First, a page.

Lumbye - Champagne Galop, Opus 14
Mozart - Fin ch'han dal vino, from Don Giovanni, K.527
Offenbach - Ah! Quel dîner je viens de faire, from La Périchole
J. Strauss, Jr. - Champagne Polka, Opus 211
Romberg - Drinking Song, from The Student Prince
J. Strauss, Jr. - Csárdás, from Die Fledermaus
Thomas - Ô vin, dissipe la tristesse, from Hamlet
J. Strauss, Jr. - Tritsch-Tratsch Polka, Opus 214
Donizetti - Il segreto per esser felici, from Lucrezia Borgia
Lehár - Dein ist mein ganzes Herz, from Das Land des Lächelns
Reger - Bacchanal, from Four Tone Poems after Arnold Böcklin, Opus 128
Donizetti - Lallarallarà la la la from, L’elisir d’amore
Verdi - Libiamo ne’lieti calici, from La traviata
Johann Strauss, Sr. - Radetzky March, Opus 228
Hans Christian Lumbye (1810-74) spent his entire life in Copenhagen and achieved fame as the music director of the legendary amusement park, Tivoli Gardens. He wrote some 400 pieces of dance music, making him a Danish version of Vienna’s Johann Strauss, Jr. His Champagne Galop dates from 1845. The galop was a popular up-tempo ballroom dance of the nineteenth century.
Wolfgang Amadè Mozart (1756-91) was a prodigy from the get-go but he went on to create some of the most enduring artistic creations of Western civilization. The early history of Don Giovanni, first performed in 1787, did not suggest a great future. Commissioned by Prague after the tumultuous success there of The Marriage of Figaro, it made a powerful impression in the Bohemian capital. The Viennese, on the other hand, were not especially impressed, and while the work did circulate, it was a solid rather than a stunning success. Mozart and his librettist Lorenzo Da Ponte show us Don Juan in the reckless last moments of his career as a libertine. Mozart’s Don is always up for a good time, as evidenced by the famous drinking song “Fin ch’han dal vino.”
Even those who have never set foot in an opera house have encountered Jacques Offenbach (1819-80) through the can-can music from his operetta Orpheus in the Underworld. Offenbach got his start early. He began studies at the Paris Conservatory when he was fourteen. Eventually he established his own theater, specializing in short comic pieces for singers and actors. He became famous for his engaging and witty melodies, and he helped develop the genre we call operetta, of which La Périchole is a lovely example. The aria we hear this evening, the “Tipsy Song,” is from the Act I finale. La Périchole, a street singer of Lima, has caught the eye of the Viceroy of Peru, who wants her as a lady-in-waiting. Women who fill such posts, however, must be married. The Viceroy's solution is to find her a husband, and the man pressed into service happens to be La Périchole's lover. The parties gather for the marriage formalities in a scene hazy with alcohol, and as she waits to sign the marriage agreement La Périchole sings “Ah! Quel dîner je viens de faire.”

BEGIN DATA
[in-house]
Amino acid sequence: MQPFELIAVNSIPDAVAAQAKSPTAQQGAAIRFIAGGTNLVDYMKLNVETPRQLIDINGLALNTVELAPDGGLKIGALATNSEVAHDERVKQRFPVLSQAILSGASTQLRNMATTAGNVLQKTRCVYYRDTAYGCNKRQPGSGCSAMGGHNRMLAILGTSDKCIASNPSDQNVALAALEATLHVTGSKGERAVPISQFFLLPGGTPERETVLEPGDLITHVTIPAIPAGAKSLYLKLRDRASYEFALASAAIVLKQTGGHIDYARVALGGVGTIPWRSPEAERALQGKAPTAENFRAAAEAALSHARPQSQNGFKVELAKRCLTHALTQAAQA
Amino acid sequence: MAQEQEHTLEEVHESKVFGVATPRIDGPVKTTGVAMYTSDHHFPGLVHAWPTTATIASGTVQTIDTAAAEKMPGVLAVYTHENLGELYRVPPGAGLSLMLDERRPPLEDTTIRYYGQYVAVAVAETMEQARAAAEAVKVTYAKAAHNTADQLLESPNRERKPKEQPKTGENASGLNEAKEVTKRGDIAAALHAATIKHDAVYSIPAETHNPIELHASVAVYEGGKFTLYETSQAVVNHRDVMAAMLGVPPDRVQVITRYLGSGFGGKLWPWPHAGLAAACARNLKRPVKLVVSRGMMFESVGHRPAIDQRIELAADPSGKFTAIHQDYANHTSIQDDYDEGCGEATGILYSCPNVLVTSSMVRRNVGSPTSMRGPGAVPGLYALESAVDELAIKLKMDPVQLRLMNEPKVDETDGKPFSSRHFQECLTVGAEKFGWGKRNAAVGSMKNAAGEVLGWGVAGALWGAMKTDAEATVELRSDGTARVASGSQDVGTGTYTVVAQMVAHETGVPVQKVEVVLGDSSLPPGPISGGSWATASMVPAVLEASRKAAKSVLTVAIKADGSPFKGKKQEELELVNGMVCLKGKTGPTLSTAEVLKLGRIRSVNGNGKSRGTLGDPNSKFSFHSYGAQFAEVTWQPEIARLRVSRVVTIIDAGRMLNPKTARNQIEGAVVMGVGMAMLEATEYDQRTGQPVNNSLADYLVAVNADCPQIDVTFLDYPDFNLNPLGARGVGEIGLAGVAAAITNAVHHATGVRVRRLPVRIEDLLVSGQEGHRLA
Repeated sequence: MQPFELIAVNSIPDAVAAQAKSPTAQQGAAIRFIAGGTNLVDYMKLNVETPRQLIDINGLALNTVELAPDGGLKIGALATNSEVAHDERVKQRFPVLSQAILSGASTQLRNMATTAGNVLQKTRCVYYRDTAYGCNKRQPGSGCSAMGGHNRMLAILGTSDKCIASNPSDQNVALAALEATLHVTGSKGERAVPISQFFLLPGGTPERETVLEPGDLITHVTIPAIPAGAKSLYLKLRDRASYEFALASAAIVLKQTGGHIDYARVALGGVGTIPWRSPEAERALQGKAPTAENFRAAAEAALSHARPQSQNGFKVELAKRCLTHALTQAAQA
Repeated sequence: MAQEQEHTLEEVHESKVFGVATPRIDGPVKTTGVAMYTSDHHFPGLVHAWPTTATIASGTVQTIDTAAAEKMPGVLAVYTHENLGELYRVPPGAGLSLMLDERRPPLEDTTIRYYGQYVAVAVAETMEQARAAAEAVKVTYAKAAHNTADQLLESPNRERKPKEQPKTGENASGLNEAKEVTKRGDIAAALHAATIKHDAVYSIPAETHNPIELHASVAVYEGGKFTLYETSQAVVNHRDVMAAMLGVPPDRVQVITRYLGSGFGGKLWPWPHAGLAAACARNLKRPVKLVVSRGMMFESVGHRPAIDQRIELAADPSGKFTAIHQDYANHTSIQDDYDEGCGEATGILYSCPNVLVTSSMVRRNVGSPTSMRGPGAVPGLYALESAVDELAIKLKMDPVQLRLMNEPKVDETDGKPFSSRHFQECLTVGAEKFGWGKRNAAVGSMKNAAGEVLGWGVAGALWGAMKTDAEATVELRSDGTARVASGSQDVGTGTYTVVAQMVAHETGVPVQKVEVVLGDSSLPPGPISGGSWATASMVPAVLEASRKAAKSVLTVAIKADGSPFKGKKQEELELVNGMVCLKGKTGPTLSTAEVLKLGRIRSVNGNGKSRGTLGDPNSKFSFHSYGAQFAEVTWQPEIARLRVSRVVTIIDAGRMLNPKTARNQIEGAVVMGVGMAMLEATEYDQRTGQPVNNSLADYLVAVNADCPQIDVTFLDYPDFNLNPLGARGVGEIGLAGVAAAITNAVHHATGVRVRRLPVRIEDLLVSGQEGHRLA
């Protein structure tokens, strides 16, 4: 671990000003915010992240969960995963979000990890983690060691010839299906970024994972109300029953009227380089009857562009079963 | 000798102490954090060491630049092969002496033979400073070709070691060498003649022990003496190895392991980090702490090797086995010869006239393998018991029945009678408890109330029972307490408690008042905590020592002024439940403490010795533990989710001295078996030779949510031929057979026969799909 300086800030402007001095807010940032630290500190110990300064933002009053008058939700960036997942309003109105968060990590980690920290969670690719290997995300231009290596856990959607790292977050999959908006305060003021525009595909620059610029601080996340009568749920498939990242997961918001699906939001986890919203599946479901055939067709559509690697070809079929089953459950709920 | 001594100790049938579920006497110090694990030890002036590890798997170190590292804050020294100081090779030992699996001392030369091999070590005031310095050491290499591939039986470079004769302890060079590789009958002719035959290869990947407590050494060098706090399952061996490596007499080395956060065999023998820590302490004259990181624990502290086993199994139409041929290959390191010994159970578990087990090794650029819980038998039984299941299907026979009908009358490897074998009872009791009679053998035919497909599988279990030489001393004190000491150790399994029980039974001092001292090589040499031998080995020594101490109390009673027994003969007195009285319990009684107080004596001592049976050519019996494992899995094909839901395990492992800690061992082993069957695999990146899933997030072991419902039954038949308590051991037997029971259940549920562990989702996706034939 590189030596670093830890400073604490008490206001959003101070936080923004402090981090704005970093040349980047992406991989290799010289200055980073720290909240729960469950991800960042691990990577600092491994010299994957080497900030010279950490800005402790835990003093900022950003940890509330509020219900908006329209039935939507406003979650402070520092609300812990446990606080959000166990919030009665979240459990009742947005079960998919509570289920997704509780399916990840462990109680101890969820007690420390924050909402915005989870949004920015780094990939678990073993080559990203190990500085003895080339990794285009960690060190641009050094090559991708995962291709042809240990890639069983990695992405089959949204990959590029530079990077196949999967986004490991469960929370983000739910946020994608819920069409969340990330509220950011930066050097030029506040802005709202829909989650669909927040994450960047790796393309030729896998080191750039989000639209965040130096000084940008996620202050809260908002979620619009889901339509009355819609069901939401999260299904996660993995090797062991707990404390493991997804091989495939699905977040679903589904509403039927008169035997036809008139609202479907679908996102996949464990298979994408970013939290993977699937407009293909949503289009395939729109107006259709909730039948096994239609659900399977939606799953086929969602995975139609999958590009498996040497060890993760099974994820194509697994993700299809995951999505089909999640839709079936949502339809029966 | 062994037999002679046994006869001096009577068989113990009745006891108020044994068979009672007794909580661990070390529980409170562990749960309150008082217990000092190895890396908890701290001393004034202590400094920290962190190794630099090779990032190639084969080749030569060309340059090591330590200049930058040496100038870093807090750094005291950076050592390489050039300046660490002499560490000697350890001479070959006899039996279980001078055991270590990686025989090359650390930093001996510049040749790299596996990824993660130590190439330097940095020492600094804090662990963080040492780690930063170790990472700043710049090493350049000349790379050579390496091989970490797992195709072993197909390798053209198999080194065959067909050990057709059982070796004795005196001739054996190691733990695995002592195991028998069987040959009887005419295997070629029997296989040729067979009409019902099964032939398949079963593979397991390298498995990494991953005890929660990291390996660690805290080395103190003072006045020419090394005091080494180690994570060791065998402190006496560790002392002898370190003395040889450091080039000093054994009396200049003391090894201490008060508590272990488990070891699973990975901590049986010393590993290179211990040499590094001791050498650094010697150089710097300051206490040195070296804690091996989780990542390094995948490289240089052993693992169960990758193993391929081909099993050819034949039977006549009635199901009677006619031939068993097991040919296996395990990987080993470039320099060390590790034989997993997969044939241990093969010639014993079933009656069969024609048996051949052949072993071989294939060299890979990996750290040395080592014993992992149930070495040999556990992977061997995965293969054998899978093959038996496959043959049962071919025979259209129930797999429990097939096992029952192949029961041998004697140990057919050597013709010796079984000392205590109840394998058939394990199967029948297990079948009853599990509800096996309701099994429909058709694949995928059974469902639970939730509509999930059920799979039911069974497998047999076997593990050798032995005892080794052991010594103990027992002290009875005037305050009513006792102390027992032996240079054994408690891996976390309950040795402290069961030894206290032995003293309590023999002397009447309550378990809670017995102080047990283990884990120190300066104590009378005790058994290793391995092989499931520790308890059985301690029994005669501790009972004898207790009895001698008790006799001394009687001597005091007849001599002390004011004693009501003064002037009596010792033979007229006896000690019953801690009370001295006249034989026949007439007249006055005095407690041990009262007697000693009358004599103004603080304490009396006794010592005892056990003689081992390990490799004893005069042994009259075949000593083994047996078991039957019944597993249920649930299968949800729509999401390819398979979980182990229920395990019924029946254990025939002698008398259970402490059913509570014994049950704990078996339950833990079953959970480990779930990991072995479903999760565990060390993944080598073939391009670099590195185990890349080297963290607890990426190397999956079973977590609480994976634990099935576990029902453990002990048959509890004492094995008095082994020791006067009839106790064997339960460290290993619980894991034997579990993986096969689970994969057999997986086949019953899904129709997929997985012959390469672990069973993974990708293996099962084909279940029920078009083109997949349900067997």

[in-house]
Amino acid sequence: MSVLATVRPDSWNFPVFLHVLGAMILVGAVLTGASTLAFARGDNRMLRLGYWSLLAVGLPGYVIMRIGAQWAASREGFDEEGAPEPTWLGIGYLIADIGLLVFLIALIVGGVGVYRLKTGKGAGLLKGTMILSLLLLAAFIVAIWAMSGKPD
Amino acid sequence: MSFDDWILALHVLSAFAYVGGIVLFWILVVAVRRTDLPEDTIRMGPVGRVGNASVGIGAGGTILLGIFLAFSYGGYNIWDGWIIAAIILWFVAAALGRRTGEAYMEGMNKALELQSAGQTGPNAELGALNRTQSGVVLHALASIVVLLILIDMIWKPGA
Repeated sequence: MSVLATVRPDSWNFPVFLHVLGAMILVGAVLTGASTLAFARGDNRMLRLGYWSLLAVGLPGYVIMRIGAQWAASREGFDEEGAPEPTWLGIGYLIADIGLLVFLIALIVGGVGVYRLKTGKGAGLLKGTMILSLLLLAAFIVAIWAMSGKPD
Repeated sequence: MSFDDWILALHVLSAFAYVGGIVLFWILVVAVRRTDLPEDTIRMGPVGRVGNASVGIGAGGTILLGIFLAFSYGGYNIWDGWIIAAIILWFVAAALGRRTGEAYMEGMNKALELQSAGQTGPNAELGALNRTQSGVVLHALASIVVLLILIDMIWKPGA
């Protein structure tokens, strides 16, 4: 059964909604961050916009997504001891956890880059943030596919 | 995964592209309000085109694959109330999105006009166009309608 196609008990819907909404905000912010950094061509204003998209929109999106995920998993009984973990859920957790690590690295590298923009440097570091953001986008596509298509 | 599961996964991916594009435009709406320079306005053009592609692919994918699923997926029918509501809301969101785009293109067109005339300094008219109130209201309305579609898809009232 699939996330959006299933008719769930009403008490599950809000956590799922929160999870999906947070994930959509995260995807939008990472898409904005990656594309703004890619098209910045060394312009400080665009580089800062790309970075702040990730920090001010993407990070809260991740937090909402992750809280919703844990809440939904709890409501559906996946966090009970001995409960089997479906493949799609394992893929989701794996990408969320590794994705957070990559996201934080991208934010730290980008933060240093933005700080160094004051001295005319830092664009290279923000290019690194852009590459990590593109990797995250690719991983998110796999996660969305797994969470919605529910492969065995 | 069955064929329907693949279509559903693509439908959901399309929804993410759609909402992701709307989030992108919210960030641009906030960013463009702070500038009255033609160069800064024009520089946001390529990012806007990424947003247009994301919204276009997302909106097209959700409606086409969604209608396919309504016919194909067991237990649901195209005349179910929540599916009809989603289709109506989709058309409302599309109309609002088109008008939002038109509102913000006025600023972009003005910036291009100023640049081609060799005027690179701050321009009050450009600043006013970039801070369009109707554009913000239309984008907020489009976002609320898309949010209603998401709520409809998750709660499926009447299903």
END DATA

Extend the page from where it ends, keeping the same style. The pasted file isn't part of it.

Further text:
Johann Strauss, Jr. was born in Vienna in 1825 and died there in 1899. Ten days before his nineteenth birthday he made his first public appearance conducting his own ensemble in his own music and became an instant success. He went on to compose almost 500 pieces of dance music as well as numerous operettas, he appeared with his orchestra throughout Europe, and in 1872 he conducted in Boston and New York. The Champagne Polka is appropriately effervescent while the energetic Tritsch-Tratsch Polka is Strauss, Jr. at his lighthearted best. Strauss, Jr.’s beloved operetta Die Fledermaus dates from 1874. The Csárdás is an effective bit of Hungarian pastiche, as a masked Viennese bonne vivante seeks to convince her fellow partygoers that she is, indeed, Hungarian (spoiler: she’s not).
Sigmund Romberg was born in Nagykanizsa, Hungary, in 1887 and died in New York City in 1951. He was trained as an engineer, but his first love was music, and in 1909 he emigrated to the United States to seek his fortune. In 1914 he began work for the Shubert theater chain, and in the 1920s he scored successes with such operettas as The Desert Song, The New Moon, and The Student Prince. Opening on Broadway in 1924, The Student Prince tells the bittersweet tale of a nineteenth century German prince who goes off to university, only to fall in love with a girl he cannot marry because of her standing. The operetta was made into a film in 1954 starring Edmund Purdom as the Prince (with singing provided by the pop/opera tenor Mario Lanza).